Living Anatomy

The exhibition on view at the Harvard University Graduate School of Design seeks to answer fundamental, global questions around how housing affects quality of life.

“Living Anatomy”, view of the exhibition
Amid increasing urban densification and global interconnectedness, housing is a topic that uniquely illustrates design’s reach across human issues and politics.
As a subject that has been actively engaged at the Harvard University Graduate School of Design (GSD) through a variety of disciplines, and as part of the school’s broader mission, housing is a timely focus for the school’s first main exhibition of the 2015–2016 academic year.
“Living Anatomy”, view of the exhibition
“Living Anatomy”, view of the exhibition
The semester-long “Living Anatomy” examines housing not only for its design elements as physical shelter, but also for its social and political implications and the interplay among these forces. Initiated by GSD Dean Mohsen Mostafavi and produced by a curatorial research team of GSD faculty, staff, and students, “Living Anatomy” reveals ideas from the GSD and beyond that have shaped discourse and policy around housing over the past 50 years at the GSD and beyond. It situates housing as a cultural change agent, engaging with history, economics, environmental issues, psychology, and public policy, among other fields – both driving and responding to advances and shifts within each.
Presenting material both historical and contemporary, the exhibition seeks to answer fundamental, global questions around how housing affects quality of life, including: How does housing contribute to stronger communities? How can housing respond to the transience inherent to modern life? How have designers addressed ongoing issues like density? How can housing help communities prevail through trauma, whether natural or cultural?
“Living Anatomy”, view of the exhibition
“Living Anatomy”, view of the exhibition

The mixed-media exhibition features both built and academic work and showcases projects and discourse that illustrate innovative approaches and solutions to housing in contexts around the world, including: Rem Koolhaas’s Maison Bordeaux; Sou Fujimoto’s House NA; Jeanne Gang’s (MArch ‘93) Aqua Tower; SANAA’s Garden & House; Michael Maltzan’s (MArch ‘88) Star Apartments; Anne Lacaton and Jean-Philippe Vassal’s Mulhouse Social Housing; and Farshid Moussavi’s (MArch ‘91) La Folie Divine.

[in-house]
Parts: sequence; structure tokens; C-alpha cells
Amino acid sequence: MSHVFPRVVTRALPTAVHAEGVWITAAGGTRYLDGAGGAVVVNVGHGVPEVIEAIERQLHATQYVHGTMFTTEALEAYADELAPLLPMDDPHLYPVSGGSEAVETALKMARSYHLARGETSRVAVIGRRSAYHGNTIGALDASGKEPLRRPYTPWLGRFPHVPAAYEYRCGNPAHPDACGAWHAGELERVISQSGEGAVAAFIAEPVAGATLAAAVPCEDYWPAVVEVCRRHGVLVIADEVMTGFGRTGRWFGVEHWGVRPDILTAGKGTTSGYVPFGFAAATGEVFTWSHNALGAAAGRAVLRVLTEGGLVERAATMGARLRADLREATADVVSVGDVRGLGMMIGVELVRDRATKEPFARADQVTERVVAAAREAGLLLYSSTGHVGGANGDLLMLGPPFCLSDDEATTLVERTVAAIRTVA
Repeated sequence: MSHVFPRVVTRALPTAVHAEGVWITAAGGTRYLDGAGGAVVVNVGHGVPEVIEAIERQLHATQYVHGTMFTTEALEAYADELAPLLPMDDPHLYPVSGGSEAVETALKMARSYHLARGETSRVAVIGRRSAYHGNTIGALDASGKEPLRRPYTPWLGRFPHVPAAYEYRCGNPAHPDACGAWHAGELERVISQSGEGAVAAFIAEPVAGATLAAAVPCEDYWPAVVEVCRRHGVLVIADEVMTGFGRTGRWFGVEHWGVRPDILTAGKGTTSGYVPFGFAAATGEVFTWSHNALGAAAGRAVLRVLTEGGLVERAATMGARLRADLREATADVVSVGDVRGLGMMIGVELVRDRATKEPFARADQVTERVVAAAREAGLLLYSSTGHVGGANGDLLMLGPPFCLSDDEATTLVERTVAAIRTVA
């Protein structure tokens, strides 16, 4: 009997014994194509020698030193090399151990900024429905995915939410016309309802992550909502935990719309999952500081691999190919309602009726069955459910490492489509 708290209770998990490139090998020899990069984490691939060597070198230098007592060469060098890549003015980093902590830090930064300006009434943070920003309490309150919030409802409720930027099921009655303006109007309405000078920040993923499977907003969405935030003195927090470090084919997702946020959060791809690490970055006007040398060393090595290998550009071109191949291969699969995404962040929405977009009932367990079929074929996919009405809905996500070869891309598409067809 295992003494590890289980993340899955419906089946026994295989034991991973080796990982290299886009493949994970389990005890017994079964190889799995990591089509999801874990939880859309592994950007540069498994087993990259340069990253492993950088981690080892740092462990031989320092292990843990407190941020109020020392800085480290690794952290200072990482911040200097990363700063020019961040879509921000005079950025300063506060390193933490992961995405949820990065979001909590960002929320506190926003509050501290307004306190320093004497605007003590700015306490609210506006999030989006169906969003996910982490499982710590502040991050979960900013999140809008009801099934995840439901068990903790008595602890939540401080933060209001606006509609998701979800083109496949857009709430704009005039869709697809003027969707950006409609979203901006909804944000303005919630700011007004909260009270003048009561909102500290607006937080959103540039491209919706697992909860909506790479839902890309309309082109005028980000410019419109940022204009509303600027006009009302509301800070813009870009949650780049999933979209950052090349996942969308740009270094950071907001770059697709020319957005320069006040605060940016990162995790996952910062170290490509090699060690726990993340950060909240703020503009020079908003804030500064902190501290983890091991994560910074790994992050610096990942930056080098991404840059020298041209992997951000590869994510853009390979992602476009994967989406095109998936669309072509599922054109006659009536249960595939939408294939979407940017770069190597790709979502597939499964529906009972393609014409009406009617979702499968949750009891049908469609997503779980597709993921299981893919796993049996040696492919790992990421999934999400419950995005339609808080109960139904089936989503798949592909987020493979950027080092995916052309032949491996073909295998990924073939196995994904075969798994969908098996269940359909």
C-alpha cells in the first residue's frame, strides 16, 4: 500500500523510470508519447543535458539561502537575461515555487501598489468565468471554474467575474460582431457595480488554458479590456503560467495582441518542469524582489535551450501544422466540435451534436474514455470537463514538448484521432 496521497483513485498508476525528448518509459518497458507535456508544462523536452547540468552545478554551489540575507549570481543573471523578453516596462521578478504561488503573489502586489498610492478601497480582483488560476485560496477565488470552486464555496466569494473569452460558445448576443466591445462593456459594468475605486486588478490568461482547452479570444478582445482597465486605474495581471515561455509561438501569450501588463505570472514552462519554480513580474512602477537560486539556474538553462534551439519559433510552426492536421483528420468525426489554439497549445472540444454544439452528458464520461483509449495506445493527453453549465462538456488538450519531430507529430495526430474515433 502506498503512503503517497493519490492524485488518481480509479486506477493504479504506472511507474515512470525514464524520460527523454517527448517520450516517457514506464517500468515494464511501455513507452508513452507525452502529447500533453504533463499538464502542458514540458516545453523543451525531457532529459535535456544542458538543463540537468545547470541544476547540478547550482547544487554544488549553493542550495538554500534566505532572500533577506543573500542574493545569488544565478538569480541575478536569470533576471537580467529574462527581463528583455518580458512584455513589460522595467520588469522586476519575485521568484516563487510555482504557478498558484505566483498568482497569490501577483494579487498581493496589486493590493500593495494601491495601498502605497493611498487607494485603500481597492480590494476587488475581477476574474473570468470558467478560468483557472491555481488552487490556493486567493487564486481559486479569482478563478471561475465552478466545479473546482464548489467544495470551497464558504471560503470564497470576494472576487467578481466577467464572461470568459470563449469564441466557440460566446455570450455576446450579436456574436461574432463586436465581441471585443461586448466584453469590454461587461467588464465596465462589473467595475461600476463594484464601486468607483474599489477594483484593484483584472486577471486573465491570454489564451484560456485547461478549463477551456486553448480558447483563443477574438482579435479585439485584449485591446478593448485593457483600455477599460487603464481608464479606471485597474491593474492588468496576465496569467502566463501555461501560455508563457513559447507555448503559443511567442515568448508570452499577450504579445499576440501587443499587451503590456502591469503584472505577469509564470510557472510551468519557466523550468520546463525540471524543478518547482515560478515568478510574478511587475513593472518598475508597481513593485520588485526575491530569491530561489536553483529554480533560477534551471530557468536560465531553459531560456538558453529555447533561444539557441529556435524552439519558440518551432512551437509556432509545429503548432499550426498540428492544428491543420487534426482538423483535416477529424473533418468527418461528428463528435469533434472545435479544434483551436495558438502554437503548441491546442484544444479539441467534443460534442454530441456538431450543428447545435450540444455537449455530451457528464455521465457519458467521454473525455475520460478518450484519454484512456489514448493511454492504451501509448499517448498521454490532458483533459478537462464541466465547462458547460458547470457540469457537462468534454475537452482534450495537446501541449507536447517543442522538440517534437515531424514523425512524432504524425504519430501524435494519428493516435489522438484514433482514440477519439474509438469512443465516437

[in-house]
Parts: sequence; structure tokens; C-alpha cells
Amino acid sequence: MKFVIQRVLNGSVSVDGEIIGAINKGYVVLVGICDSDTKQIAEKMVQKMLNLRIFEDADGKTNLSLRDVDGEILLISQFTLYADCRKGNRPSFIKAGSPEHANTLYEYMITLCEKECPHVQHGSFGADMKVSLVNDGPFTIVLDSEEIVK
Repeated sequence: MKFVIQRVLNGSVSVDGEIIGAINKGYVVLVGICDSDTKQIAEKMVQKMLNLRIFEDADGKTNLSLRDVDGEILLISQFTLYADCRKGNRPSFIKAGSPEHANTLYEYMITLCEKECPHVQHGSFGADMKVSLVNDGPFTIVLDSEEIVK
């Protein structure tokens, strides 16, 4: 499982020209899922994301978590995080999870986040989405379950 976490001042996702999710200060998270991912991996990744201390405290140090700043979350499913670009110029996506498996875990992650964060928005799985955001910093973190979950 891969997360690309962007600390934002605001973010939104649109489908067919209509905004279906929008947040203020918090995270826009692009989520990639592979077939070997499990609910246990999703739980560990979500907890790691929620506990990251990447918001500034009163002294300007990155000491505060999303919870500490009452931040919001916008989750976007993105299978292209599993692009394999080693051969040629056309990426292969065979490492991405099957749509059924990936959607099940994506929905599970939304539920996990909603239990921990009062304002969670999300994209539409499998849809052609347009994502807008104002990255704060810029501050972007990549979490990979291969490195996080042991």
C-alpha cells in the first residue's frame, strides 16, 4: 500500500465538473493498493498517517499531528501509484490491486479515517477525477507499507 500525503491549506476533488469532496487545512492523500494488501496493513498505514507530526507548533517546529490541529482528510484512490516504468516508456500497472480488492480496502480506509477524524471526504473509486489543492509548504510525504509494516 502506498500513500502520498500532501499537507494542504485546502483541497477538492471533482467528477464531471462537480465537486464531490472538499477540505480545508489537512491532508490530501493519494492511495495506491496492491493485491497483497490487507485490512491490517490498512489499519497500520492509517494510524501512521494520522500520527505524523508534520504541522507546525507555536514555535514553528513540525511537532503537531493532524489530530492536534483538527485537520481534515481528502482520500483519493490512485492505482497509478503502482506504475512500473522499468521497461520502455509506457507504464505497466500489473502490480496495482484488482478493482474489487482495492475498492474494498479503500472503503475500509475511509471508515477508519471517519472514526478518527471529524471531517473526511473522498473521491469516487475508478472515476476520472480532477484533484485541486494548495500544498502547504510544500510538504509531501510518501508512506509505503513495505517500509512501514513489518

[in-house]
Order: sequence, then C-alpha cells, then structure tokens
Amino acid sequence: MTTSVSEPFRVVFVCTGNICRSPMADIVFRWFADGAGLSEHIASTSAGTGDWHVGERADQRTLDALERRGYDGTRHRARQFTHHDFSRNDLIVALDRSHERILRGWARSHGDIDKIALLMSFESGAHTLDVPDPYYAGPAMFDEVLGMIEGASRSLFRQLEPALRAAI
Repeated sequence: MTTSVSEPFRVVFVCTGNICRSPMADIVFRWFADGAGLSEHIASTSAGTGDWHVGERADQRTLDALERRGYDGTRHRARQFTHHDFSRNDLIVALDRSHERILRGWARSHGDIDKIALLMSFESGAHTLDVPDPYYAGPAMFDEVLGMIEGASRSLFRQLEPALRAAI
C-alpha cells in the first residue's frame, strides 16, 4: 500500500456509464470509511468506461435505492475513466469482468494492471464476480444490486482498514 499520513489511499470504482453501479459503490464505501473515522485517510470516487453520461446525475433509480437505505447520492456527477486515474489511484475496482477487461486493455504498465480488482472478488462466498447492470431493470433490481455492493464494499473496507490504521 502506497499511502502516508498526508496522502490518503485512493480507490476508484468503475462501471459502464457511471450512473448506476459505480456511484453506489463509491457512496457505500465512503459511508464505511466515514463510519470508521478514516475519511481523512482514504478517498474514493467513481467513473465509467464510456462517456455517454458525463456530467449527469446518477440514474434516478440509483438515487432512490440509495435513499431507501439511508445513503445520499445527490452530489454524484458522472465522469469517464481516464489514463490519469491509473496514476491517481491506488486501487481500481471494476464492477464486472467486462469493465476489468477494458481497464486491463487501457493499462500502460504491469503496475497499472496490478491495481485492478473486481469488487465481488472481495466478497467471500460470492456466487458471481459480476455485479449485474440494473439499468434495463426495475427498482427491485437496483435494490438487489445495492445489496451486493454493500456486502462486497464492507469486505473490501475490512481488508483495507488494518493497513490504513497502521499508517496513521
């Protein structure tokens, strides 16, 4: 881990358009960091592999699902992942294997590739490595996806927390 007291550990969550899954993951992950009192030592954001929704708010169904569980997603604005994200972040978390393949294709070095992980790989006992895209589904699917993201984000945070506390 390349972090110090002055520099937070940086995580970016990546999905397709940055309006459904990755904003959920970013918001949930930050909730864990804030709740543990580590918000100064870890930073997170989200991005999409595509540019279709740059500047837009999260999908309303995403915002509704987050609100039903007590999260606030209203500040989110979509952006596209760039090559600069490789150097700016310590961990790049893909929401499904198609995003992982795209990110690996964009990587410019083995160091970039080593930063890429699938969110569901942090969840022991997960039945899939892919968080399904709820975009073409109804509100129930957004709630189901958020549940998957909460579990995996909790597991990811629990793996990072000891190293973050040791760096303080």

The exhibition employs models, photographs, renderings, and texts to illustrate six themes: “Inviting”, in which housing actively promotes social engagement, strength, and purpose; “Territory”, in which high-density developments that have become integral to urban growth have been integrated into an urban fabric rather than stand aloof; “Exposure”, in which projects play on the relationship between interior and exterior, and function as part of their environments; “Recovery”, in which housing can not only help communities reclaim a sense of place after natural disaster, but also strengthen their quality of life in the face of social disarray; “Transience”, in which particular housing formats are designed for, and enable, temporary and shifting living arrangements; and “Discourse”, in which texts from historians, critics, economists, policy experts, and other thinkers position housing as a source of historical and ongoing scholarship and debate.

Taken together, this thematic framework allows the exhibition to capture the richness of housing-focused conversations that take place within design and across other fields, and to reveal the role that the GSD has had in shaping many of those conversations.

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